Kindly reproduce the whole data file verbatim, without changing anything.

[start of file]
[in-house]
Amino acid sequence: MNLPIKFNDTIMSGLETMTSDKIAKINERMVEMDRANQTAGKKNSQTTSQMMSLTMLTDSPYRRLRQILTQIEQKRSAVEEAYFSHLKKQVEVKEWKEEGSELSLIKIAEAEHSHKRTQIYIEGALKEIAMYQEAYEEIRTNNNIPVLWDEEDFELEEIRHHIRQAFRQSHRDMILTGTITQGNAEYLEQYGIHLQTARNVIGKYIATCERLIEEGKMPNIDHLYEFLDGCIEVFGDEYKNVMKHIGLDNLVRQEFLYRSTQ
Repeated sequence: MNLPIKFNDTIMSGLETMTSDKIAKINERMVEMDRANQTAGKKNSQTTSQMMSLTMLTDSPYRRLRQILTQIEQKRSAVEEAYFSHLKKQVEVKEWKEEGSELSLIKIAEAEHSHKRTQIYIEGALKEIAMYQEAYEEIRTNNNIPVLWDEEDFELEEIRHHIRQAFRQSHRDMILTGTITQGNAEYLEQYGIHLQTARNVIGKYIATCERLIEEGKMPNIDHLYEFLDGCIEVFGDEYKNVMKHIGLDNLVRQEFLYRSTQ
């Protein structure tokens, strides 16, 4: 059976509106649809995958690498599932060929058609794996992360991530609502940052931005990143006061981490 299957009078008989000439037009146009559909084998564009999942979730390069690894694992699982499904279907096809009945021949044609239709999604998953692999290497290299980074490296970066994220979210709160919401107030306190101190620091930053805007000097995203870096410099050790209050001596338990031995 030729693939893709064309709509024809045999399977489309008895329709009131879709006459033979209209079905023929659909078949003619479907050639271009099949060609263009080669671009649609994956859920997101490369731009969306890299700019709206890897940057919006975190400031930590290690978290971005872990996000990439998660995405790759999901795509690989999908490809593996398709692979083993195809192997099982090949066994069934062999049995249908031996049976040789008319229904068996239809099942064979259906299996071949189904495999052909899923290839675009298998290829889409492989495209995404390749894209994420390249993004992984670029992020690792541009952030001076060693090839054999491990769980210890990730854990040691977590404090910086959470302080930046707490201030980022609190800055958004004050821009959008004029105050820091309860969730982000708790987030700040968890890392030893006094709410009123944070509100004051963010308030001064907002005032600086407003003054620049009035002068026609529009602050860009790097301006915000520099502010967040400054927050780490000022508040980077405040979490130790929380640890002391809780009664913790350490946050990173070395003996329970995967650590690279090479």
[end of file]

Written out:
[in-house]
Amino acid sequence: MNLPIKFNDTIMSGLETMTSDKIAKINERMVEMDRANQTAGKKNSQTTSQMMSLTMLTDSPYRRLRQILTQIEQKRSAVEEAYFSHLKKQVEVKEWKEEGSELSLIKIAEAEHSHKRTQIYIEGALKEIAMYQEAYEEIRTNNNIPVLWDEEDFELEEIRHHIRQAFRQSHRDMILTGTITQGNAEYLEQYGIHLQTARNVIGKYIATCERLIEEGKMPNIDHLYEFLDGCIEVFGDEYKNVMKHIGLDNLVRQEFLYRSTQ
Repeated sequence: MNLPIKFNDTIMSGLETMTSDKIAKINERMVEMDRANQTAGKKNSQTTSQMMSLTMLTDSPYRRLRQILTQIEQKRSAVEEAYFSHLKKQVEVKEWKEEGSELSLIKIAEAEHSHKRTQIYIEGALKEIAMYQEAYEEIRTNNNIPVLWDEEDFELEEIRHHIRQAFRQSHRDMILTGTITQGNAEYLEQYGIHLQTARNVIGKYIATCERLIEEGKMPNIDHLYEFLDGCIEVFGDEYKNVMKHIGLDNLVRQEFLYRSTQ
């Protein structure tokens, strides 16, 4: 059976509106649809995958690498599932060929058609794996992360991530609502940052931005990143006061981490 299957009078008989000439037009146009559909084998564009999942979730390069690894694992699982499904279907096809009945021949044609239709999604998953692999290497290299980074490296970066994220979210709160919401107030306190101190620091930053805007000097995203870096410099050790209050001596338990031995 030729693939893709064309709509024809045999399977489309008895329709009131879709006459033979209209079905023929659909078949003619479907050639271009099949060609263009080669671009649609994956859920997101490369731009969306890299700019709206890897940057919006975190400031930590290690978290971005872990996000990439998660995405790759999901795509690989999908490809593996398709692979083993195809192997099982090949066994069934062999049995249908031996049976040789008319229904068996239809099942064979259906299996071949189904495999052909899923290839675009298998290829889409492989495209995404390749894209994420390249993004992984670029992020690792541009952030001076060693090839054999491990769980210890990730854990040691977590404090910086959470302080930046707490201030980022609190800055958004004050821009959008004029105050820091309860969730982000708790987030700040968890890392030893006094709410009123944070509100004051963010308030001064907002005032600086407003003054620049009035002068026609529009602050860009790097301006915000520099502010967040400054927050780490000022508040980077405040979490130790929380640890002391809780009664913790350490946050990173070395003996329970995967650590690279090479």